Rev. J. Stanley Dahlman

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Obituary

NORTHFIELD - The Rev. J. Stanley Dahlman died peacefully at his home in Northfield on June 4, surrounded by his family.
Stanley was born in Greeley, Colo., on Dec. 31, 1919, the son of John and Minnie Dahlman. He attended schools in Greeley and Denver, graduated from North Park College and completed graduate work at Andover Newton Theological School and Boston University.
Stanley married Lucille Jacobson, who predeceased him in 2010, after 66 years of marriage. Stanley was also predeceased by his son, Karl, and his sisters, Alice and Florence.
He is survived by his children, Kirsten Durbin and husband Jerry; his daughter, Mary Johnson and husband Dave, and his son, Eric. He is also survived by his cherished grandchildren, Andrea Arnold and her husband Monty who lovingly provided his care for 2½ years, Ben Johnson and his fiancée Kim Salley, Alexandra Canil Durbin and her husband Edwin, Adrian Durbin and his wife Claudia, and Will Durbin; great-grandchildren, Graciela, Kayalá and Spencer, and his niece, Gaylene Hawkins. Michelle Tacy, loyal and loving caregiver, is counted among his survivors.
Stanley served as minister of the Covenant Congregational churches of Waltham, MA, and Cleveland, OH; the Congregational churches of Chester and Auburn, NH; the United Church of Christ in Norton, MA, and Winchester, NH; First Church of Deerfield, MA, and the United Church of Christ in New Salem, MA.
Stanley was a champion of social justice. In 1948, before the Civil Rights Movement was in full swing, he defended the right of the Alvarez family to become members of his church when the white leadership refused to admit them. In response to this injustice, he resigned as minister of that church. While traveling in Virginia with his young family, he refused to stand in a whites-only line at a tourist spot. Later he brought his youth group to a Boston demonstration led by Dr. Martin Luther King, Jr.
In 1964, Stanley defended his son Karl against an angry crowd at a School Committee meeting where claims were made that his "long" hair, which skimmed the top of his ears, distracted students from learning. In 1967, Stanley read the names of fallen Vietnam veterans on Memorial Day on the town common amid officials' protest.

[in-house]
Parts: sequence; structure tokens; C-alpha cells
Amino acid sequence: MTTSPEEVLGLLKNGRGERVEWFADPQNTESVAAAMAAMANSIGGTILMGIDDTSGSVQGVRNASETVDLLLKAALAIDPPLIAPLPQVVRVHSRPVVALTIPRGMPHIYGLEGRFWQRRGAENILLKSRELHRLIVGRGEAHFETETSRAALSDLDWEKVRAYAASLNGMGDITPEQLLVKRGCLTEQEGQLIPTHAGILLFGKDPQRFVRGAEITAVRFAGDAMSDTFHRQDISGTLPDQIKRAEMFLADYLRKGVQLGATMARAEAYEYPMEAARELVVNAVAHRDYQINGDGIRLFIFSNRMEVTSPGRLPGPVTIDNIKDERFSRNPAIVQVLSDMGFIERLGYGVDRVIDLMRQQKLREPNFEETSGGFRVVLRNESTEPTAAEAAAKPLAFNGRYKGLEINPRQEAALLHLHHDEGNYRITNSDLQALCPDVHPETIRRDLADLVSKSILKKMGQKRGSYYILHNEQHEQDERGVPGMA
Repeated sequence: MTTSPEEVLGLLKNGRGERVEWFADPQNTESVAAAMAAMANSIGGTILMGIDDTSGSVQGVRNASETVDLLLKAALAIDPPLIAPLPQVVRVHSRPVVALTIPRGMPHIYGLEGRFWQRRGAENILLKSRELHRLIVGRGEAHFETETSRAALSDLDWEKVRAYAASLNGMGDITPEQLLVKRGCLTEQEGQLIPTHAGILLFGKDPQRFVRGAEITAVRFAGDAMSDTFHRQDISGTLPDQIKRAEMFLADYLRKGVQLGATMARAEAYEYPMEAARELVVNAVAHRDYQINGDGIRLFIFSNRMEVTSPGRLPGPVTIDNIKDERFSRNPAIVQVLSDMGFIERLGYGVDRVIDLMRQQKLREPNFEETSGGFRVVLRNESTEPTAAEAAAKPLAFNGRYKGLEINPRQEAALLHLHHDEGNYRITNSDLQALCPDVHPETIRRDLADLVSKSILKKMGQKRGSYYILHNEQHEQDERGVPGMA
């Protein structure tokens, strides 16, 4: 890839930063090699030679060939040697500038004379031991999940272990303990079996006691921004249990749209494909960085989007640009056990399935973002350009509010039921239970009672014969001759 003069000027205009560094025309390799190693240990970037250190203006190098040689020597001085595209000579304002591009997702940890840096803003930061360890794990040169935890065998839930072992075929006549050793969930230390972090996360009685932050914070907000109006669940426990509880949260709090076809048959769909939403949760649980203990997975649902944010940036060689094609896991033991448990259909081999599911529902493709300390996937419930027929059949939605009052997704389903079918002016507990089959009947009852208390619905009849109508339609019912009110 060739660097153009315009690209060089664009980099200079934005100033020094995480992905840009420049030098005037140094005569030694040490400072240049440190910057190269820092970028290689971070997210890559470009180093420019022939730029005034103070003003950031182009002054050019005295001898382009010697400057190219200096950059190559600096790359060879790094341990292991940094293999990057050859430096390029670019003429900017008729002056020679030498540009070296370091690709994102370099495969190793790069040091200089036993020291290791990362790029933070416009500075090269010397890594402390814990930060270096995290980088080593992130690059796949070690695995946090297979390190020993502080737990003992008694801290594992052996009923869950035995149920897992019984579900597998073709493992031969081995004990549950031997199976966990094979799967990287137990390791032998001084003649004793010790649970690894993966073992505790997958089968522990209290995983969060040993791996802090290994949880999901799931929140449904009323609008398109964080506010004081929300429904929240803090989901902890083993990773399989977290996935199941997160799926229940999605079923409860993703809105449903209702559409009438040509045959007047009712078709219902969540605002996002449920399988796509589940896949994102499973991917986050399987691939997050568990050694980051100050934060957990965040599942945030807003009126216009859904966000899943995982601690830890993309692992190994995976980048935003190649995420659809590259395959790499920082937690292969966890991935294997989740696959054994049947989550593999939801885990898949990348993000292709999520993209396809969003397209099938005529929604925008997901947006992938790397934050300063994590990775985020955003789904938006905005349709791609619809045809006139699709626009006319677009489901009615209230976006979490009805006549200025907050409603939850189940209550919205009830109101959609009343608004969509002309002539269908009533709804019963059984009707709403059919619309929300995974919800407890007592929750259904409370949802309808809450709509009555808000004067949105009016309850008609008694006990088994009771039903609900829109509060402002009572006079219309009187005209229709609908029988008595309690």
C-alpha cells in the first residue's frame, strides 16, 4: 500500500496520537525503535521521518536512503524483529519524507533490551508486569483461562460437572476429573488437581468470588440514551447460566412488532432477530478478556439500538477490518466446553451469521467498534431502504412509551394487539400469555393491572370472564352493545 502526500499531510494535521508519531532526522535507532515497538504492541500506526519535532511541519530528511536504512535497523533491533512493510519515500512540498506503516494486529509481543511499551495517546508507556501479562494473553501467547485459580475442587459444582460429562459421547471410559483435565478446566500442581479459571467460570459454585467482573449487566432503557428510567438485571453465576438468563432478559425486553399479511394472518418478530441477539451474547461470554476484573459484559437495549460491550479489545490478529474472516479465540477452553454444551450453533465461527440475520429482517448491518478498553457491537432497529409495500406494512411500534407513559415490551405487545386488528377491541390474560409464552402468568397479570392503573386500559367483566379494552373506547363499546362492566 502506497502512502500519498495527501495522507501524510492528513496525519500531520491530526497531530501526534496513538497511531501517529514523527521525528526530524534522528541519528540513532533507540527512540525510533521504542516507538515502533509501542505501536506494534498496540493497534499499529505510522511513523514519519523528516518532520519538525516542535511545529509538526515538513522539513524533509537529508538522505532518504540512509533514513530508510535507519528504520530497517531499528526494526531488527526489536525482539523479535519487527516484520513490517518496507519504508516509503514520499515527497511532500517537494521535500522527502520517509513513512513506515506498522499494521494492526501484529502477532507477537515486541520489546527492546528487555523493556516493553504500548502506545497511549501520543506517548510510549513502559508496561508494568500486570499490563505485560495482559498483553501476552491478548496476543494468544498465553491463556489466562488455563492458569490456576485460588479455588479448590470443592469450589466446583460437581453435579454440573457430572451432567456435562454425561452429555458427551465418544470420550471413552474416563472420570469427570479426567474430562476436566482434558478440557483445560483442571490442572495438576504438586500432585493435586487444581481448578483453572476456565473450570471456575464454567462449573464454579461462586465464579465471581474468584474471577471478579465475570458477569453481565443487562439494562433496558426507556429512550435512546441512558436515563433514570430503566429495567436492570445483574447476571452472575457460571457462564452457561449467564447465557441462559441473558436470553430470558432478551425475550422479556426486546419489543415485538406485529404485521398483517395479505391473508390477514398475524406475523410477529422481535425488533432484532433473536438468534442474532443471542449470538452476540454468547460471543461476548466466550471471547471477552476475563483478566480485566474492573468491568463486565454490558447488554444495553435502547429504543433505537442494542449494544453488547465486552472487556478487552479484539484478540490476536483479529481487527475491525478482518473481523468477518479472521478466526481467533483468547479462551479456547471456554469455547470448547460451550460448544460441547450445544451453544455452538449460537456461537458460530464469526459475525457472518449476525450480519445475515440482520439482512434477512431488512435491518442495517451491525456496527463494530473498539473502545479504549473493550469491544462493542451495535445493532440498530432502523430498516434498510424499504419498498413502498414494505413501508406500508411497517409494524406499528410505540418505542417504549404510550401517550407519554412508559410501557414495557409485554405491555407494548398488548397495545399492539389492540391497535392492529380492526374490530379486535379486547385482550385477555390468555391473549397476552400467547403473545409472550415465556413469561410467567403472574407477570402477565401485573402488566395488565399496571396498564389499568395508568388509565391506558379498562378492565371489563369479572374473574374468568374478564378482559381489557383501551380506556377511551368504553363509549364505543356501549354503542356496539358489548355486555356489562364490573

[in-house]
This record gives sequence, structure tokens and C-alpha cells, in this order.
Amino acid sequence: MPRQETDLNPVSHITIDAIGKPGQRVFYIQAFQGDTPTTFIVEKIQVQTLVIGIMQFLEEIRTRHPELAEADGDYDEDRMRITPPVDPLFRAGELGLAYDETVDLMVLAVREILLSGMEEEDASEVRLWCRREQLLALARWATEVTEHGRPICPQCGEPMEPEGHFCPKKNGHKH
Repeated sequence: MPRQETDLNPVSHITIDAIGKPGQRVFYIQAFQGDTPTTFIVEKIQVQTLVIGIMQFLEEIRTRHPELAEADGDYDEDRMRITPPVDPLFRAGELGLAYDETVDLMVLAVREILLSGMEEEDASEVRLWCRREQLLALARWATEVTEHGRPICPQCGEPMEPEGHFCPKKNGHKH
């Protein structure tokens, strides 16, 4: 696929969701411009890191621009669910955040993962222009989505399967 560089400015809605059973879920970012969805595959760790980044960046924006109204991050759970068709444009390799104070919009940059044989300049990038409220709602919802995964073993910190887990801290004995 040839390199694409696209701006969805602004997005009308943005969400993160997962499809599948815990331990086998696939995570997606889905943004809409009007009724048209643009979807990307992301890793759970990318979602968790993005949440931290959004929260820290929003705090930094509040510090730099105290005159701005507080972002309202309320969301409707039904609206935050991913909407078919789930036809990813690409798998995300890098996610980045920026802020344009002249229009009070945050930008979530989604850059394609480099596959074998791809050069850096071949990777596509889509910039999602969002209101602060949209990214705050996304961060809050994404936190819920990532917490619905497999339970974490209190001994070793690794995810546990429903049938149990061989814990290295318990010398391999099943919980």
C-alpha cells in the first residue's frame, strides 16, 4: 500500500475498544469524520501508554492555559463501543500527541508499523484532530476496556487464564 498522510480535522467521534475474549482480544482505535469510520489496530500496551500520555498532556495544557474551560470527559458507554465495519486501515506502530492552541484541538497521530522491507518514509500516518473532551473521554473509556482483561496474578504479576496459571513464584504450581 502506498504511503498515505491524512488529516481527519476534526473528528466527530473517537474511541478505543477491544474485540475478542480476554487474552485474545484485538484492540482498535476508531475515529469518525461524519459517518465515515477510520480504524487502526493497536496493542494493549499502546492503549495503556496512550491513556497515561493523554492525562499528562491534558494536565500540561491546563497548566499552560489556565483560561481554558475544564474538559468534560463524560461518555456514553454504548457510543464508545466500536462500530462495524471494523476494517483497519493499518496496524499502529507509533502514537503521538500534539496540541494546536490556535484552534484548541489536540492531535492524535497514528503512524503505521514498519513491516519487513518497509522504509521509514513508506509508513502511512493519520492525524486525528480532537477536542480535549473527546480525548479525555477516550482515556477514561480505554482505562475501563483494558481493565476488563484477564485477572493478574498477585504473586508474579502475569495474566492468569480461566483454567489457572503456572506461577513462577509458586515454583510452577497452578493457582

Stanley preached sermons about justice, the beauty all around us, and especially of wonder. Wonder in finding one Christmas season, a nest entwined with tinsel and a scrap from a page of music. Wonder in the abundant good found in ordinary people. Wonder in the story of 12 hungry cats who spared their pigeon housemate. Wonder in the beauty of a Bach prelude, an e.e. cummings poem, or a work of art by Picasso, Miró or a great- grandchild. His sermons inspired many to wonder and to ponder.
Stanley was an artist, primarily a self-taught collagist who handcrafted many cards, as well as larger pieces, including a wall sculpture inspired by Louise Nevelson's work. He was a creative cook, elevating ordinary ingredients to something special with a dash of cardamom, extra butter or cream and almost always a spoon or more of sugar. He created stunning flower arrangements often including humble roadside "weeds" which became sublime under his hand. He enjoyed creating compositions of objects throughout his home and in his churches. His wife Lucille once said, "Everything Stanley touches becomes beautiful."
Stanley loved gardening. Each January, he pored over seed catalogs to choose the sweetest pea, corn, parsnip and squash, and flowers which he used as his palette to paint a beautiful landscape throughout the growing season. His vegetables were indeed sweet and delicious, but he favored flowers and used them liberally to decorate his home, his churches' altars and to bring to those in need of a blessing. On several occasions, he placed towering sunflowers in pews to the delight of his parishioners.
Stanley always had a stack of books and periodicals at hand. He often read aloud at the dinner table poems or selections from his favorite writers including Anne Lamott, E.B. White, Mary Oliver, May Sarton and Robert Frost. Stanley didn't speak out often in conversations, but as one book group member said, "When Stan speaks it is always worth listening."
Stanley's wry sense of humor remained intact until he could no longer speak during his last three days. At one of his last visits to the doctor, a nurse had great difficulty finding his pulse and blood pressure. When she had tried both arms she began to look distressed. Stanley very calmly looked at her and said, "Dead on arrival."
For his son Karl's funeral, Stanley created an elegant milkweed arrangement and his handwritten message:
OUR LIFE
Fragile as the wings of milkweed seeds.
Enduring as the seeds of milkweed wings!

A memorial service will be held at the First Church of Deerfield on June 13 at 11 a.m. Those who attend are asked to bring a few garden flowers to make communal bouquets at the church. Contributions in memory of Stanley may be given to The First Church of Deerfield, 71 Old Main St., Deerfield, MA 01342.
Published in The Recorder on June 7, 2013
bullet Civil Rights
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